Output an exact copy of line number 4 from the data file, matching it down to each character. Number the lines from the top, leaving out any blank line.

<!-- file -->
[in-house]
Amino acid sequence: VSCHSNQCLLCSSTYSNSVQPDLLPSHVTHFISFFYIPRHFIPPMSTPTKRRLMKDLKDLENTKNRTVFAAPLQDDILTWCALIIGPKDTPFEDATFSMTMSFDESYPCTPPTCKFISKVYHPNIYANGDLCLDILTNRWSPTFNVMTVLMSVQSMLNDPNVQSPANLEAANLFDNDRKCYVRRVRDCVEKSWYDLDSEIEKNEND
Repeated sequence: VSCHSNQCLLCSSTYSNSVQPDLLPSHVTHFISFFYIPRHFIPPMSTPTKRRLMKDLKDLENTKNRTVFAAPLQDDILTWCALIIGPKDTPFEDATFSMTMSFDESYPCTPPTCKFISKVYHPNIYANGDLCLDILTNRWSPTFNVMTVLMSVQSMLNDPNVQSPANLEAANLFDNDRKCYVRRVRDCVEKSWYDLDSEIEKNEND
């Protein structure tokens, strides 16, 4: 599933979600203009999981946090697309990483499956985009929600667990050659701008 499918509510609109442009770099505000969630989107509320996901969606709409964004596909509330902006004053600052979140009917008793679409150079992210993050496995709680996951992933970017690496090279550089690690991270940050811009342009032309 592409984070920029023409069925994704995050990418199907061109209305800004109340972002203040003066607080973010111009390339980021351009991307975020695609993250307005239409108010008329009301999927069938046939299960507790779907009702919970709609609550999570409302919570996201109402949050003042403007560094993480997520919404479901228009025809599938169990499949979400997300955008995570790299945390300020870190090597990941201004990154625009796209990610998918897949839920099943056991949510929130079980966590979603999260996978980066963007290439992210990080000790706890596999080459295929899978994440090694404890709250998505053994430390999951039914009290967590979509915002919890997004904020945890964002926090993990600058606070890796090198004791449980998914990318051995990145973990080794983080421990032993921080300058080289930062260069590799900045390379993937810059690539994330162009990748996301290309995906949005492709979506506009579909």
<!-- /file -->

């Protein structure tokens, strides 16, 4: 599933979600203009999981946090697309990483499956985009929600667990050659701008 499918509510609109442009770099505000969630989107509320996901969606709409964004596909509330902006004053600052979140009917008793679409150079992210993050496995709680996951992933970017690496090279550089690690991270940050811009342009032309 592409984070920029023409069925994704995050990418199907061109209305800004109340972002203040003066607080973010111009390339980021351009991307975020695609993250307005239409108010008329009301999927069938046939299960507790779907009702919970709609609550999570409302919570996201109402949050003042403007560094993480997520919404479901228009025809599938169990499949979400997300955008995570790299945390300020870190090597990941201004990154625009796209990610998918897949839920099943056991949510929130079980966590979603999260996978980066963007290439992210990080000790706890596999080459295929899978994440090694404890709250998505053994430390999951039914009290967590979509915002919890997004904020945890964002926090993990600058606070890796090198004791449980998914990318051995990145973990080794983080421990032993921080300058080289930062260069590799900045390379993937810059690539994330162009990748996301290309995906949005492709979506506009579909």